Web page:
Wednesday, July 19. All hands employed in getting camp equipage on board the Red Jacket. By 11 o'clock a.m. everything is on board, and a head-wind only detains us. All the gentlemen but myself go to Detroit to make purchases and take leave. I remain on board the vessel, and having had all matters comfortably arranged, spend the afternoon writing letters for probably the last time this season, as our voyage onward will carry me beyond the means of communication of this nature.

Thursday, July 20. Continue wind bound on board the Red Jacket, lying off our encamping grounds in readiness to proceed. In the afternoon Mr. Bird and myself go to Detroit to make our take leave visits, and a few purchases. Return to the vessel by sun set on the appearance of a change wind, but it dies away and the rain and calm succeed - write to Genl. Porter and give my letters to Mr. Cooke, our camp neighbor, with a request that he would have them delivered to Capt. Rodgers of the steam boat Walk in the Water.

Gen'l McComb brings with him from Grosse Isle some very handsome specimens of chrystals of strontian and presents me with a fine handsome cabinet specimen, one of its chrystals being more than one inch in width, and the whole group large and transparent.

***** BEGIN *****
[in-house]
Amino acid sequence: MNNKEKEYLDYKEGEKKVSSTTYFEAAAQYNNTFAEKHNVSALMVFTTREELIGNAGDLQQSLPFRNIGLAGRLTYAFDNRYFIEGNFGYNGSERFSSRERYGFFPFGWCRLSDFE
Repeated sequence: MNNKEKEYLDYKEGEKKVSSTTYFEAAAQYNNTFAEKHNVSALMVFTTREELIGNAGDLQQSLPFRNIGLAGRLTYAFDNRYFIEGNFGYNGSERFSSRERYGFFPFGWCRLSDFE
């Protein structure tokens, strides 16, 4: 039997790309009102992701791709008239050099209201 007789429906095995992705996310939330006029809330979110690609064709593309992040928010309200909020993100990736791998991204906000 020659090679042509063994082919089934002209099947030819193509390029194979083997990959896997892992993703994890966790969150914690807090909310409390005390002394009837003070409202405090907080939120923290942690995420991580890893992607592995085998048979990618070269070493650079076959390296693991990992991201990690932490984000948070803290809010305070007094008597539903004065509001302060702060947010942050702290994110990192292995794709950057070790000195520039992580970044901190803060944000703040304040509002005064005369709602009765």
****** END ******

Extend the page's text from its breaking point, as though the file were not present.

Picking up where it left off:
Take leave of all friends in Detroit, who are all entitled to gratitude and reciprocation of civilities from the kindness and hospitality with which we have been received and treated. Gen'l McComb, Majr. & Mrs. Biddle, Mrs. Govr. Cass, Majr. Stockton, Doctor Delavan, and all the gentlemen of the garrison are particularly to be remembered. Col. and Mrs. Larned & Mr. & Mrs. Jones of the citizens have added to the pleasures of our pastime in Detroit.

Friday, July 21. Clear and pleasant. Wind S.W. About sunrise get under way in the Red Jacket from the Detroit River.

From: THE UNFORTIFIED BOUNDARY: A DIARY OF THE FIRST SURVEY OF THE CANADIAN BOUNDARY LINE FROM ST. REGIS TO THE LAKE OF THE WOODS by Major Joseph Delafield, American Agent under Articles VI and VII of the Treaty of Ghent. Edited by Robert McElroy and Thomas Riggs. Privately Printed in New York, 1943: 277 -281.

See Also:

McElroy, Robert and Thomas Riggs. Introduction to Unfortified Boundary: 4-131.

Nute, Grace Lee. Knights of the Waterways. Beaver [Canada] 1967 298 (Summer): 11-17.

Scheuer, Michael F. Deadlock: Charting the Canadian-American Boundary on the Detroit River. Michigan History 1983 67 (2): 24-31.